For-profit business models can be used to help the income-poor in developing countries, and free giveaways are not always the best strategy
Conducting industry-changing research is costly, difficult and time consuming. It requires help – lots of help – from partners in industry and academia. But when the work has the potential to have a positive impact on millions of people living in some of the worst conditions around the world, it can be a very rewarding endeavor.
Two UNC Kenan-Flagler professors are now seeing some of those rewards from their research published in the article “Consumer behavior change at the base of the pyramid: Bridging the gap between for-profit and social responsibility strategies.”
Lisa Jones Christensen (PhD '07) and Sridhar Balasubramanian compared the effectiveness of philanthropic and for-profit business models serving some of the poorest consumers in the world in a longitudinal field study with Enno Siemsen (PhD ’05), a professor at the Carlson School of Management at the University of Minnesota.
Working in partnership with Procter & Gamble, they analyzed differences in the uptake and usage of PUR water purification packets offered at different prices – moderate discount, deep discount and free – in three geographically separated but otherwise similar “base of the pyramid” (BoP) communities in Malawi in southeastern Africa.
Their findings from the field experiment yielded deep insights. They found that for-profit business models can be used to help the income-poor in developing countries, and that free giveaways are not always the best strategy.
Giving away the packets for free led to consumers taking the PUR packets in large numbers. The moderately discounted price, on the other hand, discouraged consumer purchase. But selling the packets at a positive but a deeply discounted price resulted in greater repeat purchases and more disciplined long-term use of the product in the correct way, yielding a superior overall benefit to consumers.
A number of factors contributed to this outcome:
- Charging a small but a deeply discounted price for goods screens out customers who might take a free product with no intention of ever using it.
- A higher price can signal a higher-quality product. Such signaling is effective because the negative side effects of cheap, low-quality products – especially food and drugs – can be very significant for consumers living in poverty.
- Paying a deeply discounted price for a product induces a “sunk-cost effect,” which makes the consumer feel that not using the product that cost them some money would be irresponsible.
The research revealed how these factors influenced consumption behavior in BoP communities. It also highlighted the optimal price that should be charged to advance public policy goals related to the disciplined consumption of clean water.
These results reverse the traditional models of philanthropy and some “aid-only” corporate social responsibility (CSR) initiatives, says Jones Christensen, assistant professor of strategy and entrepreneurship. “They have important implications for businesses seeking to make a positive impact and build their reputations – and can change the way they look at developing markets.”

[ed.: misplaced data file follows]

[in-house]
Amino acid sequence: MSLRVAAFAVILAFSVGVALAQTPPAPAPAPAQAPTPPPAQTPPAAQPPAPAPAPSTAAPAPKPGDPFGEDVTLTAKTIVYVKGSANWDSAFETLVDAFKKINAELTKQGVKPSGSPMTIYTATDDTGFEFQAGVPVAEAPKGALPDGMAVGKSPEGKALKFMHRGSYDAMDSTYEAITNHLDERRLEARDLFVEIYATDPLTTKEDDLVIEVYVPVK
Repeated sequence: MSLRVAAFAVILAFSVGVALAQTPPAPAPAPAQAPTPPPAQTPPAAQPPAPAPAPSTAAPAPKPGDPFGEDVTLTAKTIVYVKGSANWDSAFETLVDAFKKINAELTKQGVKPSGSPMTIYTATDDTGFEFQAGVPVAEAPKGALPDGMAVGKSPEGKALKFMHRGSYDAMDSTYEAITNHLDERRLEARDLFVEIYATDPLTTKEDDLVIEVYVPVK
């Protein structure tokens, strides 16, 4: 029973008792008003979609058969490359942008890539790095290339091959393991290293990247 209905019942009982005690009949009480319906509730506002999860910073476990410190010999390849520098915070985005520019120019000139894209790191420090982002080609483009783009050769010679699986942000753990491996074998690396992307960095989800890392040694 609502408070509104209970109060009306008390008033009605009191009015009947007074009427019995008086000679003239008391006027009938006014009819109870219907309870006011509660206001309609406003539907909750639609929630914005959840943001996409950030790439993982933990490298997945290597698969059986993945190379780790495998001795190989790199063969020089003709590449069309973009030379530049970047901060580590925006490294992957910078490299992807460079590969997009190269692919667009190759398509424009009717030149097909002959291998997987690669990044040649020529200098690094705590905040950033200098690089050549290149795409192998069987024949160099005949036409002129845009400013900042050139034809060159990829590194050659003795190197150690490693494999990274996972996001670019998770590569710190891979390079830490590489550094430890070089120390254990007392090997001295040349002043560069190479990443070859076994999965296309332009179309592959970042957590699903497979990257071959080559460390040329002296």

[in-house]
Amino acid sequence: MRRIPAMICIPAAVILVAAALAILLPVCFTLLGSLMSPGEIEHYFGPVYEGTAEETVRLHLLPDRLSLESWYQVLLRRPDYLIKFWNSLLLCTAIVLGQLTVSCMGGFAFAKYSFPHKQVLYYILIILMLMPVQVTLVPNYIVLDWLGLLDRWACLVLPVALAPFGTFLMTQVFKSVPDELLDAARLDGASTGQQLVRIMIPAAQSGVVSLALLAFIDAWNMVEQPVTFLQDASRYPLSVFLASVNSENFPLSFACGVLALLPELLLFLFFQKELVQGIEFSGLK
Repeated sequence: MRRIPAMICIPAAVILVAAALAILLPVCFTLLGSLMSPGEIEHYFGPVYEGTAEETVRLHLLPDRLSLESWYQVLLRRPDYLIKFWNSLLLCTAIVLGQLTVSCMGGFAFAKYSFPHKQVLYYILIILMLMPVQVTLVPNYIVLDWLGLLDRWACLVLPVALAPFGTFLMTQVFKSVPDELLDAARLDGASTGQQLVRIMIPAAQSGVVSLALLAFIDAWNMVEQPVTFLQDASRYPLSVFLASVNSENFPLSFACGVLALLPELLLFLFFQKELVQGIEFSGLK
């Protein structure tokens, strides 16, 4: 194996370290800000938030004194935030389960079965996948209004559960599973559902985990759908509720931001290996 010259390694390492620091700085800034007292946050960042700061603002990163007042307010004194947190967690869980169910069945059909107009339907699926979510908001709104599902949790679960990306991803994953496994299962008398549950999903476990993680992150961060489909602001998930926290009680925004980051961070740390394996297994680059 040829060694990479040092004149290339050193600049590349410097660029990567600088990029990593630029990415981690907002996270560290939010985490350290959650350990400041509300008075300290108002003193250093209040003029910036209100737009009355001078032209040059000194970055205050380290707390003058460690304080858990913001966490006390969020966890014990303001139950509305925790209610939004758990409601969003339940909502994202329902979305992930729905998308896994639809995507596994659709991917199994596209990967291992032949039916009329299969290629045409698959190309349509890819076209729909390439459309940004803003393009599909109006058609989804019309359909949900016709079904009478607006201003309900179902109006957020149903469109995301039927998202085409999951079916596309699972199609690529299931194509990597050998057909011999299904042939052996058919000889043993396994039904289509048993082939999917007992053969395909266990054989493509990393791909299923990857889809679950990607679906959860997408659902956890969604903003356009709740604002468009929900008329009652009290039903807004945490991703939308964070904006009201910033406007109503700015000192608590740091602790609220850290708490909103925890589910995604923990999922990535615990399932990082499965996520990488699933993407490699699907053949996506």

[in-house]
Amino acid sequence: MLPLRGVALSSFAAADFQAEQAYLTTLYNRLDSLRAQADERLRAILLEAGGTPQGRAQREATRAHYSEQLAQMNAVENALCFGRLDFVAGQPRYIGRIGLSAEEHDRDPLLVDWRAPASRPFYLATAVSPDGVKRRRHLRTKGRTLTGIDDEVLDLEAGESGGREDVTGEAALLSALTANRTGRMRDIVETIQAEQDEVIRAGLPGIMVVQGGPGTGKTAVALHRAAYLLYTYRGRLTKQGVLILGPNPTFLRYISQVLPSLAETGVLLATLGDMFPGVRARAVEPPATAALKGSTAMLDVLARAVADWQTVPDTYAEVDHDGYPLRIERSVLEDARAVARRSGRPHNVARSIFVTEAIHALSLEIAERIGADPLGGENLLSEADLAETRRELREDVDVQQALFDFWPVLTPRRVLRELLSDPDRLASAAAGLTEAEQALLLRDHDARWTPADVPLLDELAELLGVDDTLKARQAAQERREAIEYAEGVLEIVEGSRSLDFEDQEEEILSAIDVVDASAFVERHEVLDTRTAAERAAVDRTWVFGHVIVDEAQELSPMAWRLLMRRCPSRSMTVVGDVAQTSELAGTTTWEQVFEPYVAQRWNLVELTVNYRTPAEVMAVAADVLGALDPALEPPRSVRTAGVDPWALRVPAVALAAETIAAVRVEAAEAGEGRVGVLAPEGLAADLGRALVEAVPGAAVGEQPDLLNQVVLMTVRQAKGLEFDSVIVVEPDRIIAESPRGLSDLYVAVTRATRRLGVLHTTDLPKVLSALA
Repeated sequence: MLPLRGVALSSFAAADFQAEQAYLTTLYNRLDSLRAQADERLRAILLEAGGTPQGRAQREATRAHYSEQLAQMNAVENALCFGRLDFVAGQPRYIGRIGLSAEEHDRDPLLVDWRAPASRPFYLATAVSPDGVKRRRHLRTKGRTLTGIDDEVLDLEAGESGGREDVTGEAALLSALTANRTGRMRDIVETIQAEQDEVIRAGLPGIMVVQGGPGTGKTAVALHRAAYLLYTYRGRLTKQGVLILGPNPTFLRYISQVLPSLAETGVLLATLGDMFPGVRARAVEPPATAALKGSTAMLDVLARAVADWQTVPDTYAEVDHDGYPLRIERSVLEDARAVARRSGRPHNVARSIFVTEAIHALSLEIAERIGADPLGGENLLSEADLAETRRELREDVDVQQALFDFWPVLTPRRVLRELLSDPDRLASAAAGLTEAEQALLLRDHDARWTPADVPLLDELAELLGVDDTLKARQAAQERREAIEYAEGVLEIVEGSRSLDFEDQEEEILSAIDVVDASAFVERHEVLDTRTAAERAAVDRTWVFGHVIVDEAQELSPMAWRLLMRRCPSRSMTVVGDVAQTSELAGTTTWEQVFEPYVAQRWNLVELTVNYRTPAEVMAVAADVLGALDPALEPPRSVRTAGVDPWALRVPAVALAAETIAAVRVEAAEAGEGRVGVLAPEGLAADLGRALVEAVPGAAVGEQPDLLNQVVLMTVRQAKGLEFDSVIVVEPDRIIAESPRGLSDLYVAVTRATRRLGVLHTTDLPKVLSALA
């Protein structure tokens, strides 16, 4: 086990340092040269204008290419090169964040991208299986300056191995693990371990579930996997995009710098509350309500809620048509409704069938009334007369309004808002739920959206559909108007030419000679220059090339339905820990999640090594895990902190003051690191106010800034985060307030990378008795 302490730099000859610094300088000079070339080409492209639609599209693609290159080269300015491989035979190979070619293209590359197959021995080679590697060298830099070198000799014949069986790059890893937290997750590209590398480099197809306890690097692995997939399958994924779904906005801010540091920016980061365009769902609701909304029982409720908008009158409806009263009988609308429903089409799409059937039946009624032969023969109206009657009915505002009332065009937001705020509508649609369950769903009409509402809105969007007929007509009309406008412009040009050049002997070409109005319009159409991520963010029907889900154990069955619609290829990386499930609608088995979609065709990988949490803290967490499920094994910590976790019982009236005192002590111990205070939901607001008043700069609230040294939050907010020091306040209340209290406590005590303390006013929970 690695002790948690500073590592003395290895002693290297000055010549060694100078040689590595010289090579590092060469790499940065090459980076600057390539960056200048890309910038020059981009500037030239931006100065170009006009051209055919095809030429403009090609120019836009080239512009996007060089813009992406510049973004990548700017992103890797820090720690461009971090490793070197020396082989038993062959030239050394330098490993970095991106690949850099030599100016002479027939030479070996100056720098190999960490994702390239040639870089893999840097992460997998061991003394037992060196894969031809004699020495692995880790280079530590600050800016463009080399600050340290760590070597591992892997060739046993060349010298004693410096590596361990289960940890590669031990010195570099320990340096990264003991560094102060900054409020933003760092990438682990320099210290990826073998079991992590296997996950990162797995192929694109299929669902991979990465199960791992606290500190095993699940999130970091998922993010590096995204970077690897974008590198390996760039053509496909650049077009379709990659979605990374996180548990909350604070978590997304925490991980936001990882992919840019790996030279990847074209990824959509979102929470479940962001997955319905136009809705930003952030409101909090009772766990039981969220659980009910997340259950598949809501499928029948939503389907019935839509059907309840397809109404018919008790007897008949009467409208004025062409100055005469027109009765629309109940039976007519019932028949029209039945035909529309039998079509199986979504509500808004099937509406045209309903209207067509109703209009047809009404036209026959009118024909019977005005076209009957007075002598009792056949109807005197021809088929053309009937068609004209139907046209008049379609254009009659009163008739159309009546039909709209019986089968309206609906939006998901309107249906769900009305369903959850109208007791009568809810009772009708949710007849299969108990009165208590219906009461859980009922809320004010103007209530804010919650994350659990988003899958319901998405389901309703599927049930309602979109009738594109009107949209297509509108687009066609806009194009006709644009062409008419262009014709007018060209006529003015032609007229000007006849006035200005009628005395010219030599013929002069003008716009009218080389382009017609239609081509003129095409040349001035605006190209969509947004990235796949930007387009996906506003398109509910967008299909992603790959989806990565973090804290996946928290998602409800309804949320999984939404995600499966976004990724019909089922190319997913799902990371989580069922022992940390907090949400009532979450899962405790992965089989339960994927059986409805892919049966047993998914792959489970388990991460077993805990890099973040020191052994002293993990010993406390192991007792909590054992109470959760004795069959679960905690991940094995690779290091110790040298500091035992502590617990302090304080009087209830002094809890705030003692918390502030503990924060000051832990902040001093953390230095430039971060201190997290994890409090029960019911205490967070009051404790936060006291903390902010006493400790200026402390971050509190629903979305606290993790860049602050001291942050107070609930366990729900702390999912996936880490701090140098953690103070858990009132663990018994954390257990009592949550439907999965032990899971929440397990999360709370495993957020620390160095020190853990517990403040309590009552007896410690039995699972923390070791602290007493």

The study has practical implications for businesses of all sizes, says Balasubramanian, professor of marketing and associate dean of the full-time MBA and online MBA@UNC Programs. “It yields deep insights into how multinational organizations and local companies can penetrate base-of-the-pyramid markets and strike the right balance between philanthropic and pure for-profit strategies,” he says.
Jones Christensen hopes their work will contribute to a more strategic approach to policy and business strategy. “There’s always a role for aid and philanthropy, but people can shift their funds to business-oriented solutions,” she says. “Business can be part of the solution, not part of the problem.”
The study also paints a more accurate picture of poverty.
“It offers a more nuanced view of people who deserve a lot of respect,” she says. “Many people worldwide are waging a really difficult fight for survival and success, and I think the study provides us with a richer view of who they are and how they make decisions.”
By thinking of people in these markets not as victims of poverty but as consumers with needs, “we can develop business models with products that are particularly suited for them,” adds co-author Siemsen. “Not only will we help more people this way, but sometimes companies can turn a profit in doing so.”
An unexpected finding from their study is the delay in decision making by consumers, says Jones Christensen. “People appear to have taken some time for deliberation.”
“We don’t know if they’re saving up for the purchase or talking to other people as part of a social exchange of information that is ultimately influencing purchase decisions,” she says. “Price is just one factor alongside many other psychological considerations that are influential when you’re living in deep poverty.”
The study would not have been possible without support from industry and academia.
“I’m proud of the commitment from the community, from our business partner Greg Allgood – who founded Procter & Gamble’s Children’s Safe Drinking Water Program – and from my fellow researchers,” says Jones Christensen.
“I’m also proud that UNC Kenan-Flagler supports this kind of work and gives researchers the chance to address these long-term research questions in difficult locales. Longitudinal field research like this – in difficult locations – is important and can allow us to address some issues that are central to our shared future.”
Balasubramanian agrees. “It is such a privilege to work in these markets, and to be able to provide insights to companies that can actually help improve and save lives,” he says.